Rather than taking the course of Gordon Dickson's first contact novels, where races are sociologically different, and must be interpreted, the Thranx and humans deal instead with reactions over each other's bodies.
The humans react, at first, very poorly to the Thranx, not only because they are alien, but also because they look like giant bugs, and they must fight a seemingly innate human fear of creepy crawly things.
The Thranx find themselves at odds with the humans firstly out of a belief that they are the only intelligent organisms in the universe, and secondly out of an innate primal fear of mammals, since those that exist on their homeworld are fairly vicious and barbaric.
There are also issues of climate to deal with, the humans being used to much cooler, dryer climates, whereas the Thranx, being cold blooded, much prefer hot, wet climes.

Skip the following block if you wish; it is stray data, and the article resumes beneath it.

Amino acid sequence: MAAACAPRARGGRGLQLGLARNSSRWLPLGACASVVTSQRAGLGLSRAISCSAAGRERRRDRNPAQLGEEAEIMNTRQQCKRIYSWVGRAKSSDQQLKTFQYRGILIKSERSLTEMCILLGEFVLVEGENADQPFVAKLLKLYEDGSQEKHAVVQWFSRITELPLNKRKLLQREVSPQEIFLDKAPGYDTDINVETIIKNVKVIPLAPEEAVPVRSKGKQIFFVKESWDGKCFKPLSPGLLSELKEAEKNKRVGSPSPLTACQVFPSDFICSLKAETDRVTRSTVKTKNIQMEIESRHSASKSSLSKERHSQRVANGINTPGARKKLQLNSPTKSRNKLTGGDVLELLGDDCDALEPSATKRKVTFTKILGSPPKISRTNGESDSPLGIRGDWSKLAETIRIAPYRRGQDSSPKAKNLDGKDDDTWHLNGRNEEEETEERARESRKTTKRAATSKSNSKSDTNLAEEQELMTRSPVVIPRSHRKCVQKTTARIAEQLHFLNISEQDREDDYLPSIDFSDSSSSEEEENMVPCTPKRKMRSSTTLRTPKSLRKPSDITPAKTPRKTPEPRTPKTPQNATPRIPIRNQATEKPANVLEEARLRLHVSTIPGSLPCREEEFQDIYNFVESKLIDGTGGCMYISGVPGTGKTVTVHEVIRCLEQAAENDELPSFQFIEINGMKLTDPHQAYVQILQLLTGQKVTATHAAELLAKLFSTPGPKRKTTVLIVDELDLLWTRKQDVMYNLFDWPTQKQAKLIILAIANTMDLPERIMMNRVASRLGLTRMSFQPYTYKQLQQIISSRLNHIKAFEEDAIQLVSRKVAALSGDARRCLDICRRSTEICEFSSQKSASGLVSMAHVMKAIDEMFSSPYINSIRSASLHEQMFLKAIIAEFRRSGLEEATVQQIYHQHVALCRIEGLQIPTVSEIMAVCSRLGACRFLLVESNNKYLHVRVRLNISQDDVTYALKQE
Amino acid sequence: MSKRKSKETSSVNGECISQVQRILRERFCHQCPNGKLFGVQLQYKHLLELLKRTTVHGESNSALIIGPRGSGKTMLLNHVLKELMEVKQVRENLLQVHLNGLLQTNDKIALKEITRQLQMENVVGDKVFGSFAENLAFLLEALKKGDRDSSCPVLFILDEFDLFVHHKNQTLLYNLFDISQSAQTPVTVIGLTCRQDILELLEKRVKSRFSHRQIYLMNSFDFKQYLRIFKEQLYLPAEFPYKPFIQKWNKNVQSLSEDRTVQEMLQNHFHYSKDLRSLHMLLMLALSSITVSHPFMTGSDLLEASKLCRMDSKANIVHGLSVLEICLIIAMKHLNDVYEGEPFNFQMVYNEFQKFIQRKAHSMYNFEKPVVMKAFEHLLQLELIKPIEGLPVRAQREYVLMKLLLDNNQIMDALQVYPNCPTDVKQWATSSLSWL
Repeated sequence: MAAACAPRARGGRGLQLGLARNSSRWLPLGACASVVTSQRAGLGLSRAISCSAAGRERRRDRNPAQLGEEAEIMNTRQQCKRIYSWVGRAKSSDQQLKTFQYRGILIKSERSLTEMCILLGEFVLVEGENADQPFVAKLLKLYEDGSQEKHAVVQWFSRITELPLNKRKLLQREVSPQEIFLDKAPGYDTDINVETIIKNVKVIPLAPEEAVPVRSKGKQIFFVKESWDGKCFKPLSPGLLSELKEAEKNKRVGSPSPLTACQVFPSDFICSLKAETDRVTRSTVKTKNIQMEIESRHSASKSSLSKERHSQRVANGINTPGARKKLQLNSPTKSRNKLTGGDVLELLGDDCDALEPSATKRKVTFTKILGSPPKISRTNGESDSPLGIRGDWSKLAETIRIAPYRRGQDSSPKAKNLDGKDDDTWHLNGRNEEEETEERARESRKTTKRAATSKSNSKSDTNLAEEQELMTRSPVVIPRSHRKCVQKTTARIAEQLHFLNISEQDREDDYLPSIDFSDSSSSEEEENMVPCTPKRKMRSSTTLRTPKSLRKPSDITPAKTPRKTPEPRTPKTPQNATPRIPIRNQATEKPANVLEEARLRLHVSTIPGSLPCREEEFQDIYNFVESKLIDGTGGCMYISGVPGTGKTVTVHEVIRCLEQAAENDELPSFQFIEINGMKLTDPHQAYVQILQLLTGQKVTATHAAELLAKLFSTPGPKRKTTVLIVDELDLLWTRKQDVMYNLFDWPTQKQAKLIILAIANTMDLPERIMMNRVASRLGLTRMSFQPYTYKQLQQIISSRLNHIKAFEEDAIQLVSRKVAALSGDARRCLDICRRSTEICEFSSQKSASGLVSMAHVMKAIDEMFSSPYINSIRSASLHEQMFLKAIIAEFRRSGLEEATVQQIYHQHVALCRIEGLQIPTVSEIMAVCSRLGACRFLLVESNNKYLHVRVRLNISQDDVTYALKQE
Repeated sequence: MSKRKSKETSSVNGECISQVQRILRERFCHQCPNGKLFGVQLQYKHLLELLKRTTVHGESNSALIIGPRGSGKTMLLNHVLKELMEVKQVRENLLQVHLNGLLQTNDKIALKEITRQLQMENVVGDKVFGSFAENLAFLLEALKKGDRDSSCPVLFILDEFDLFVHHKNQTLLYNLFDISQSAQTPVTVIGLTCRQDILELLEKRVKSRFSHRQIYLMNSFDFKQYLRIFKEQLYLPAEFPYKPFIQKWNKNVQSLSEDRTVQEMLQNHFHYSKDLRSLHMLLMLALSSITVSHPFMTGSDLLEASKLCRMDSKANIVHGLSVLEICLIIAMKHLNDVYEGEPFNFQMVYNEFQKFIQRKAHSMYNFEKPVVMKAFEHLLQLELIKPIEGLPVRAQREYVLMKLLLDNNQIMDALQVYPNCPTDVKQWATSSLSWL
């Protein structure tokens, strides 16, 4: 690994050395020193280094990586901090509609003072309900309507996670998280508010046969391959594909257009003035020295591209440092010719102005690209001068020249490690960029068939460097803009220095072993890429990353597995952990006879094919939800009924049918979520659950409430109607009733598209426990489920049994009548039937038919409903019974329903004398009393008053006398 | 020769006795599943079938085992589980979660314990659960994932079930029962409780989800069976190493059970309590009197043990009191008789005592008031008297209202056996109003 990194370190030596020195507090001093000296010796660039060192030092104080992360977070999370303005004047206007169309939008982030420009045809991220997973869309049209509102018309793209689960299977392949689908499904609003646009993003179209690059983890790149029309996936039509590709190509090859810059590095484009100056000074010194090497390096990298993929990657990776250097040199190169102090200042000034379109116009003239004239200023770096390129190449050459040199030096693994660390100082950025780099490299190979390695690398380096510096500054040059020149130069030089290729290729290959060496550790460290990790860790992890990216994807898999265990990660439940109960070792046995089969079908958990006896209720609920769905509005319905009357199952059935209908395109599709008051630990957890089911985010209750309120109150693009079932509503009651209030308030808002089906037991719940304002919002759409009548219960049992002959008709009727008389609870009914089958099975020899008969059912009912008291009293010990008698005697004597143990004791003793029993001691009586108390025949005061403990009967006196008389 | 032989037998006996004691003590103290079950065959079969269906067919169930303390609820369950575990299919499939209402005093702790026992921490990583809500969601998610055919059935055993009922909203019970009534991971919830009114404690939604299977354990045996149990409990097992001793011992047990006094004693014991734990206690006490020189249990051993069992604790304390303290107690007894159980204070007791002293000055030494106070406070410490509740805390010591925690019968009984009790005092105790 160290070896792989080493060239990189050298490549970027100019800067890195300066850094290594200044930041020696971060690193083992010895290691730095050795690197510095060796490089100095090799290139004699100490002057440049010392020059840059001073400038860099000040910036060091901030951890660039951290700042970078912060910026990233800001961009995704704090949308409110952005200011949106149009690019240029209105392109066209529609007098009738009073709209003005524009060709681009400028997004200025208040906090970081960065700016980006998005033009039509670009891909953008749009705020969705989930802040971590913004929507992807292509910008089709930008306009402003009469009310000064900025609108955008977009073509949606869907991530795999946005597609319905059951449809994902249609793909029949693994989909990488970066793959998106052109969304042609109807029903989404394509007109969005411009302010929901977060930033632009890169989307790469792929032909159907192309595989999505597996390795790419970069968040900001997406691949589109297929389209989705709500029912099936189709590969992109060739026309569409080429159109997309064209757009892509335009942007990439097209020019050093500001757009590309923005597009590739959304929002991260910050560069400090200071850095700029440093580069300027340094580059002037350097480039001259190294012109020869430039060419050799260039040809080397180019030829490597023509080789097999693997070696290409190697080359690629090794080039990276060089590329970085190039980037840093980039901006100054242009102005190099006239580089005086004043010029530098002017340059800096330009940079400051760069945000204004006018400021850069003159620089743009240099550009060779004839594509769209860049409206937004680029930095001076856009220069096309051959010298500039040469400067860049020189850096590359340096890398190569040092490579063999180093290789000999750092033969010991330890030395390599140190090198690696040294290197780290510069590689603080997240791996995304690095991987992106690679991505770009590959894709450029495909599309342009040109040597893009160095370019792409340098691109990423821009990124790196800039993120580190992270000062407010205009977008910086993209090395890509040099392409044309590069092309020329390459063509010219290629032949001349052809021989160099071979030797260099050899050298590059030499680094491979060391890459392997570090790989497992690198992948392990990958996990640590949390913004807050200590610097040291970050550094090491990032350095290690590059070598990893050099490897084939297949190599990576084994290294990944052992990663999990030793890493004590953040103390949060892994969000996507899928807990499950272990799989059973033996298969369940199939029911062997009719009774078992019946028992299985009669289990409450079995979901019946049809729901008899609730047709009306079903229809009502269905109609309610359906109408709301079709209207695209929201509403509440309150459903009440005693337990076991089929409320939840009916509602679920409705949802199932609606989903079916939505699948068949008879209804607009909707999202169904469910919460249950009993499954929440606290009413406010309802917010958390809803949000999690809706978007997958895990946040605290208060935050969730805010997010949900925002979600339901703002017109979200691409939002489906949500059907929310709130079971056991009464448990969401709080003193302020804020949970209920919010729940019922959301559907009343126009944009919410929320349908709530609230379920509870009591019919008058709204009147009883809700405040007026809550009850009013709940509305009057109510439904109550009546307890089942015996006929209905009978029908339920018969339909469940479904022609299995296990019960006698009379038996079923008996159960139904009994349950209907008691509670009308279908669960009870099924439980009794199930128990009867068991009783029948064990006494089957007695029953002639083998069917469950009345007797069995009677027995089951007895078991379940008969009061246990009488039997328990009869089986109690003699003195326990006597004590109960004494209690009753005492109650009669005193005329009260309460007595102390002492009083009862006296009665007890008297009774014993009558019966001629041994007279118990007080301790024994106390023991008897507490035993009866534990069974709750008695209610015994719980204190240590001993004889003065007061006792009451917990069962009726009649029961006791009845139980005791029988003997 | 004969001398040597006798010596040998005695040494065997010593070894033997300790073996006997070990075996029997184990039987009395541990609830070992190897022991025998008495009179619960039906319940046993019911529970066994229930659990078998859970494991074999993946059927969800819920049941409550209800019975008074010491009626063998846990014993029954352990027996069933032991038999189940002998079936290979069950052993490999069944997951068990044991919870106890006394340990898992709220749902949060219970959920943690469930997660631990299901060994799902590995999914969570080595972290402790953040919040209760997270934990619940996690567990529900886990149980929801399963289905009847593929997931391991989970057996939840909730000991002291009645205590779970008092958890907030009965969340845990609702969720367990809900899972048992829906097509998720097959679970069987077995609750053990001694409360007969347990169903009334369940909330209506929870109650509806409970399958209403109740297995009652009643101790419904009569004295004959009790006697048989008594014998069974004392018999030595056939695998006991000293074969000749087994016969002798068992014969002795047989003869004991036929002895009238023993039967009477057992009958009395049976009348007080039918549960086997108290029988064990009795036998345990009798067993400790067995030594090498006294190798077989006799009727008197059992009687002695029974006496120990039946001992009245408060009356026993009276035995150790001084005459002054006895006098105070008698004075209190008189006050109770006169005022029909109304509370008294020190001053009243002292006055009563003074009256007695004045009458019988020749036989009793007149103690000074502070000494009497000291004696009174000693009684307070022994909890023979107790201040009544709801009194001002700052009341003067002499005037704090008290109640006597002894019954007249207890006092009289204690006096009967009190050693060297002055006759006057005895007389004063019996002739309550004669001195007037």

Using physical differences still works very well in the book...perhaps one of the better moments of the book comes when the humans bring a small child to encounter a thranx child, and the human tries to play a game of cowboys and indians (where the cowboys are landstealing murderers, and the indians are peaceful indigenous heros) and neither, of course, wants to be the cowboy...Many reflections are made on differences encountered on very shallow differences. The book, as with many Foster novels, is perhaps a bit heavy in it's moralization, but still very entertaining.